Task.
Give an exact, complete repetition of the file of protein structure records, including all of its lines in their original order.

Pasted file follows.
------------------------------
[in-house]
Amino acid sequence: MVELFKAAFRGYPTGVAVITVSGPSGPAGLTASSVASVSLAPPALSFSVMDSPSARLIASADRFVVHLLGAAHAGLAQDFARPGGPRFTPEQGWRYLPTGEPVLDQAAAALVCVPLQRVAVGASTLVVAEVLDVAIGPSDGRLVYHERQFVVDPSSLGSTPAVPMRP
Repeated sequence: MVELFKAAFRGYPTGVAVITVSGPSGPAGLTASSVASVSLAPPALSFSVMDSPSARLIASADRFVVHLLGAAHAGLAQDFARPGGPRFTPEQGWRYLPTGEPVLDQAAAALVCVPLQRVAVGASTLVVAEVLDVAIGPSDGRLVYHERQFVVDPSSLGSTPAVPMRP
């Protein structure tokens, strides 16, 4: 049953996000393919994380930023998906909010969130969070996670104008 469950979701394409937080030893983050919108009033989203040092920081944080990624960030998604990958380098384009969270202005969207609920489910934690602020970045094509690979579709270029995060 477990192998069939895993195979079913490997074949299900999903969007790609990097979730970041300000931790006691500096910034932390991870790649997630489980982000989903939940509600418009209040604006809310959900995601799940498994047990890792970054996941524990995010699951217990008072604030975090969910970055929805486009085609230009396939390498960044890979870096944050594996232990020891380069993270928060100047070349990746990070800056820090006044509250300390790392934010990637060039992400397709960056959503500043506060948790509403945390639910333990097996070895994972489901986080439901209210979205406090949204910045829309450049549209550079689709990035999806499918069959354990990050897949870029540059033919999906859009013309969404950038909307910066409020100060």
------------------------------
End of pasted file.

[in-house]
Amino acid sequence: MVELFKAAFRGYPTGVAVITVSGPSGPAGLTASSVASVSLAPPALSFSVMDSPSARLIASADRFVVHLLGAAHAGLAQDFARPGGPRFTPEQGWRYLPTGEPVLDQAAAALVCVPLQRVAVGASTLVVAEVLDVAIGPSDGRLVYHERQFVVDPSSLGSTPAVPMRP
Repeated sequence: MVELFKAAFRGYPTGVAVITVSGPSGPAGLTASSVASVSLAPPALSFSVMDSPSARLIASADRFVVHLLGAAHAGLAQDFARPGGPRFTPEQGWRYLPTGEPVLDQAAAALVCVPLQRVAVGASTLVVAEVLDVAIGPSDGRLVYHERQFVVDPSSLGSTPAVPMRP
């Protein structure tokens, strides 16, 4: 049953996000393919994380930023998906909010969130969070996670104008 469950979701394409937080030893983050919108009033989203040092920081944080990624960030998604990958380098384009969270202005969207609920489910934690602020970045094509690979579709270029995060 477990192998069939895993195979079913490997074949299900999903969007790609990097979730970041300000931790006691500096910034932390991870790649997630489980982000989903939940509600418009209040604006809310959900995601799940498994047990890792970054996941524990995010699951217990008072604030975090969910970055929805486009085609230009396939390498960044890979870096944050594996232990020891380069993270928060100047070349990746990070800056820090006044509250300390790392934010990637060039992400397709960056959503500043506060948790509403945390639910333990097996070895994972489901986080439901209210979205406090949204910045829309450049549209550079689709990035999806499918069959354990990050897949870029540059033919999906859009013309969404950038909307910066409020100060």